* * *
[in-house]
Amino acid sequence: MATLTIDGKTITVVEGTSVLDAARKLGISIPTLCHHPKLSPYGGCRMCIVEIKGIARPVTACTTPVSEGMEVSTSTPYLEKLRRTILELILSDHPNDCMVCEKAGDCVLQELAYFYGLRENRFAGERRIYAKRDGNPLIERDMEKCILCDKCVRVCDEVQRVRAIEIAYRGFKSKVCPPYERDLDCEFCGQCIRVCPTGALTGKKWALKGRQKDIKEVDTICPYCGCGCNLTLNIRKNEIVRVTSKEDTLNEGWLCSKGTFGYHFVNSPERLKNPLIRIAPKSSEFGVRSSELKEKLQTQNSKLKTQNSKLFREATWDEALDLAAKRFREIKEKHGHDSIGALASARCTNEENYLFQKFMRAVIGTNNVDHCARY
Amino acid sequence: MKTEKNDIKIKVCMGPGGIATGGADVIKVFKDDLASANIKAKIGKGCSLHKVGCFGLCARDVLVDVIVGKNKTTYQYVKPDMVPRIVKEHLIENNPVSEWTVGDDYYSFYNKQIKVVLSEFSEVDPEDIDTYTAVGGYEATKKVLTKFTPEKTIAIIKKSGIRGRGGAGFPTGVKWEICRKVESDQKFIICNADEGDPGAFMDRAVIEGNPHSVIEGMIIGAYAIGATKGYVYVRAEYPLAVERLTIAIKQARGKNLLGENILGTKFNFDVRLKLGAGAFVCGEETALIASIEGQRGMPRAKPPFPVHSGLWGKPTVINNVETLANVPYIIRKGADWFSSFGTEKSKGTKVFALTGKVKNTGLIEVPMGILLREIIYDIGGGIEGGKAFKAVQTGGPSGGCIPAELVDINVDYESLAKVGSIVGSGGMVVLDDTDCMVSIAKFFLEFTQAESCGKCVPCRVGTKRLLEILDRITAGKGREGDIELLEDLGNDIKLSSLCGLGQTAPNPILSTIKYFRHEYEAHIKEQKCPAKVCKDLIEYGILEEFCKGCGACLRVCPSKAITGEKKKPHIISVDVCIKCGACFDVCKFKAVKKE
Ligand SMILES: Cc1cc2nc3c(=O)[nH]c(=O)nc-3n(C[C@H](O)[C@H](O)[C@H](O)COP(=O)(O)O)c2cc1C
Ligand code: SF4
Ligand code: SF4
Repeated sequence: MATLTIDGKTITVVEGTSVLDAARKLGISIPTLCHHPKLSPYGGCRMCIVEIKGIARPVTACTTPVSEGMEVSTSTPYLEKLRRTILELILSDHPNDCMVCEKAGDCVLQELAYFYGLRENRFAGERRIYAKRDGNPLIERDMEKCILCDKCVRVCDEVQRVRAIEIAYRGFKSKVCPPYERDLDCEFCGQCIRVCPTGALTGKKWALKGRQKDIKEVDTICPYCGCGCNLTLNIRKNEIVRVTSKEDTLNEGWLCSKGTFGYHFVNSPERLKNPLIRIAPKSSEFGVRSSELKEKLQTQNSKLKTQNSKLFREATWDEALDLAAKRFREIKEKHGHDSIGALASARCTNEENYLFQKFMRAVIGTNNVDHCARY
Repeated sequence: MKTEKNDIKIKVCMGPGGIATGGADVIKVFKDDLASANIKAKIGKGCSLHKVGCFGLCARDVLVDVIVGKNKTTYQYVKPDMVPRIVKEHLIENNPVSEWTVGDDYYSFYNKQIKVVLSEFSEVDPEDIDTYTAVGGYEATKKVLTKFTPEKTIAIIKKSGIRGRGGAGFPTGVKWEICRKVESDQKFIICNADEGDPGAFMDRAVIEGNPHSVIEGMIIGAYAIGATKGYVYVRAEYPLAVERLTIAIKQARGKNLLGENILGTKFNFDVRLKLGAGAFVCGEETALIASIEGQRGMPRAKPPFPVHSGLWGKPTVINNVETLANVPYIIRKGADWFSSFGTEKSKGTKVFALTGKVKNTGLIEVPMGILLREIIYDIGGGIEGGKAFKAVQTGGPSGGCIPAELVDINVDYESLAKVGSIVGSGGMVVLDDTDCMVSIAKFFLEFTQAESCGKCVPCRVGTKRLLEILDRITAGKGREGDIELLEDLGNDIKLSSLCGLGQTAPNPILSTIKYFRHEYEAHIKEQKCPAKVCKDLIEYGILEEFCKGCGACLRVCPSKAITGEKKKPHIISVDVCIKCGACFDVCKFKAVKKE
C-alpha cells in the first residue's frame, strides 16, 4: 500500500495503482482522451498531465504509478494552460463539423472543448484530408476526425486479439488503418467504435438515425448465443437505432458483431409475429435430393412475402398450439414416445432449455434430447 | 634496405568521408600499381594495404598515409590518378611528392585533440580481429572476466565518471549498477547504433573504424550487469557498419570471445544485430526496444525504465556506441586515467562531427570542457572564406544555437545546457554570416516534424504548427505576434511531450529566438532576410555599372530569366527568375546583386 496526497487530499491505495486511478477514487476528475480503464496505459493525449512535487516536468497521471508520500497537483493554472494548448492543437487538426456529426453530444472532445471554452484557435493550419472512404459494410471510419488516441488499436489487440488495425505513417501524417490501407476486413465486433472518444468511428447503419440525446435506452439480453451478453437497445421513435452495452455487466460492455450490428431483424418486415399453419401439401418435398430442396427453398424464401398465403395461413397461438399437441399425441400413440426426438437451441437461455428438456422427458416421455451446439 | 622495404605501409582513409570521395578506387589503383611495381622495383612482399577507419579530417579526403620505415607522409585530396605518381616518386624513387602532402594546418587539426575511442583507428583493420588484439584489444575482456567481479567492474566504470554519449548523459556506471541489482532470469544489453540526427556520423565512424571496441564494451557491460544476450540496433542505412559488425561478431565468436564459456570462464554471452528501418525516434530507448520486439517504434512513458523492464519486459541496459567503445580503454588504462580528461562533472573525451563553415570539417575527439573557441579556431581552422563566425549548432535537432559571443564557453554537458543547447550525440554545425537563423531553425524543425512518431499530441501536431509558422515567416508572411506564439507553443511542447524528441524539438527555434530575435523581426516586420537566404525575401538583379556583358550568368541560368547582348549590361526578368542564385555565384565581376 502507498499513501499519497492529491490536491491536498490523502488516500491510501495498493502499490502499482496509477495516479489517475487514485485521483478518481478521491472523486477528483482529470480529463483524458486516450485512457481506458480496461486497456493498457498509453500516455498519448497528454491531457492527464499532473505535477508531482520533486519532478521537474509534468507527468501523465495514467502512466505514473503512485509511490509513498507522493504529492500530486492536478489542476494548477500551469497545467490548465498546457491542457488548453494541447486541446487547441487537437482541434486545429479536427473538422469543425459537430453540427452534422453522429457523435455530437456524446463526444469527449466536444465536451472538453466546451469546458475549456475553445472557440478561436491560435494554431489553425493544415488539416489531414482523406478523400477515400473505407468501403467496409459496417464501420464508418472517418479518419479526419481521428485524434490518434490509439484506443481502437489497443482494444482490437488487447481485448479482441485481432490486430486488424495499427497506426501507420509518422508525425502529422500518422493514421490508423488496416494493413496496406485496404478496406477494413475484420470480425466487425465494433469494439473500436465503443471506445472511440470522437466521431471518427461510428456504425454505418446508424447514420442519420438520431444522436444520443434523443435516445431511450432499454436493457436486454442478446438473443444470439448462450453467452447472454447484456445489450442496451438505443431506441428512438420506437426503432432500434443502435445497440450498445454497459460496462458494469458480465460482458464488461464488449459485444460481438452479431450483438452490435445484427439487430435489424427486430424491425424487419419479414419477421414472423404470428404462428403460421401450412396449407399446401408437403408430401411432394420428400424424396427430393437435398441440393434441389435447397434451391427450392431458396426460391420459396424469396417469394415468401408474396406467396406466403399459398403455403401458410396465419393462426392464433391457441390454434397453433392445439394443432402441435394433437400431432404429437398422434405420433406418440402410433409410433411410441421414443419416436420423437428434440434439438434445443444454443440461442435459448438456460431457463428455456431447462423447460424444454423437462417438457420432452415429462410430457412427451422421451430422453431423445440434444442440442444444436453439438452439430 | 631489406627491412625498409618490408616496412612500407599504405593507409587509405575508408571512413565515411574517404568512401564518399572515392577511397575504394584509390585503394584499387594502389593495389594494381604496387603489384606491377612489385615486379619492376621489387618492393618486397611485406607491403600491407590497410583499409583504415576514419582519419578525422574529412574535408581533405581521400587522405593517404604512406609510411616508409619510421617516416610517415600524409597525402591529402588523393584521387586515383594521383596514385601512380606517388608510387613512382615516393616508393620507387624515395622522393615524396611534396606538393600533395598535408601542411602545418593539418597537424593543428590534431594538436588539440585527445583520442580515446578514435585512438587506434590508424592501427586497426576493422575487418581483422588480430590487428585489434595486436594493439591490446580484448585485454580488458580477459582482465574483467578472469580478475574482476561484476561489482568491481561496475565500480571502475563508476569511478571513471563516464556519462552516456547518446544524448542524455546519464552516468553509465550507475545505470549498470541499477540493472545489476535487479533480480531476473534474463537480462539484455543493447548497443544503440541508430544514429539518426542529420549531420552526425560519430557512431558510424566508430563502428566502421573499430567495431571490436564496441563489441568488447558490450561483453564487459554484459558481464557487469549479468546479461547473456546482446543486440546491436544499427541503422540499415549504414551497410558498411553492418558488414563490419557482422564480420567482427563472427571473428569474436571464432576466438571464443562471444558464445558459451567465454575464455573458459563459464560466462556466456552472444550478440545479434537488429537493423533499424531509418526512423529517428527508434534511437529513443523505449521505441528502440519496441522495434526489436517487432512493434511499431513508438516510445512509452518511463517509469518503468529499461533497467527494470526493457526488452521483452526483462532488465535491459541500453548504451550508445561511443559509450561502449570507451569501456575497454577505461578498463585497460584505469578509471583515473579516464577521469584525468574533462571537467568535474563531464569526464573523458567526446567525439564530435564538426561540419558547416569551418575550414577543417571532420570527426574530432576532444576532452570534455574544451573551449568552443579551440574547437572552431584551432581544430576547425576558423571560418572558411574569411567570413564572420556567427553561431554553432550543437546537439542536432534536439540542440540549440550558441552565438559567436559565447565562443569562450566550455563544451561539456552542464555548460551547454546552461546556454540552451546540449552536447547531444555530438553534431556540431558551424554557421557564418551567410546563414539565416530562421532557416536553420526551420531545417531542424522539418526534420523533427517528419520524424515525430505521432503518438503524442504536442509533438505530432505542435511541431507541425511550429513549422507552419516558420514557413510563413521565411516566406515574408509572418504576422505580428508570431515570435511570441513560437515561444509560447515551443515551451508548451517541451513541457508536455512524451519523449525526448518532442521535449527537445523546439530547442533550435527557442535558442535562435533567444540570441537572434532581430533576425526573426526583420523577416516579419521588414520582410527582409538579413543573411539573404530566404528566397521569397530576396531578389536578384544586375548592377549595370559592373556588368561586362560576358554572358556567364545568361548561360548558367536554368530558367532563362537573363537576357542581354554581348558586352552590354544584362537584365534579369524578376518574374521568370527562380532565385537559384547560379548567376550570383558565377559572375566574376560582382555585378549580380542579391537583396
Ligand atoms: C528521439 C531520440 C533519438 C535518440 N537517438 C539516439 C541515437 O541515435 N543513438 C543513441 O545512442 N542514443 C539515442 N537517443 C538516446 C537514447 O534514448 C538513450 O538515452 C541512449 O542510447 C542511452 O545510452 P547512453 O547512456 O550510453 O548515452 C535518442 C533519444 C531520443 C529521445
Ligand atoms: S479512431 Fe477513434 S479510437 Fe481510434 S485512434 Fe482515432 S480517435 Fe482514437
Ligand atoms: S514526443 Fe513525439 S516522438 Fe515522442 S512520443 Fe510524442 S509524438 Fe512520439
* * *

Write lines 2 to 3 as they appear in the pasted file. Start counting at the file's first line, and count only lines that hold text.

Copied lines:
Amino acid sequence: MATLTIDGKTITVVEGTSVLDAARKLGISIPTLCHHPKLSPYGGCRMCIVEIKGIARPVTACTTPVSEGMEVSTSTPYLEKLRRTILELILSDHPNDCMVCEKAGDCVLQELAYFYGLRENRFAGERRIYAKRDGNPLIERDMEKCILCDKCVRVCDEVQRVRAIEIAYRGFKSKVCPPYERDLDCEFCGQCIRVCPTGALTGKKWALKGRQKDIKEVDTICPYCGCGCNLTLNIRKNEIVRVTSKEDTLNEGWLCSKGTFGYHFVNSPERLKNPLIRIAPKSSEFGVRSSELKEKLQTQNSKLKTQNSKLFREATWDEALDLAAKRFREIKEKHGHDSIGALASARCTNEENYLFQKFMRAVIGTNNVDHCARY
Amino acid sequence: MKTEKNDIKIKVCMGPGGIATGGADVIKVFKDDLASANIKAKIGKGCSLHKVGCFGLCARDVLVDVIVGKNKTTYQYVKPDMVPRIVKEHLIENNPVSEWTVGDDYYSFYNKQIKVVLSEFSEVDPEDIDTYTAVGGYEATKKVLTKFTPEKTIAIIKKSGIRGRGGAGFPTGVKWEICRKVESDQKFIICNADEGDPGAFMDRAVIEGNPHSVIEGMIIGAYAIGATKGYVYVRAEYPLAVERLTIAIKQARGKNLLGENILGTKFNFDVRLKLGAGAFVCGEETALIASIEGQRGMPRAKPPFPVHSGLWGKPTVINNVETLANVPYIIRKGADWFSSFGTEKSKGTKVFALTGKVKNTGLIEVPMGILLREIIYDIGGGIEGGKAFKAVQTGGPSGGCIPAELVDINVDYESLAKVGSIVGSGGMVVLDDTDCMVSIAKFFLEFTQAESCGKCVPCRVGTKRLLEILDRITAGKGREGDIELLEDLGNDIKLSSLCGLGQTAPNPILSTIKYFRHEYEAHIKEQKCPAKVCKDLIEYGILEEFCKGCGACLRVCPSKAITGEKKKPHIISVDVCIKCGACFDVCKFKAVKKE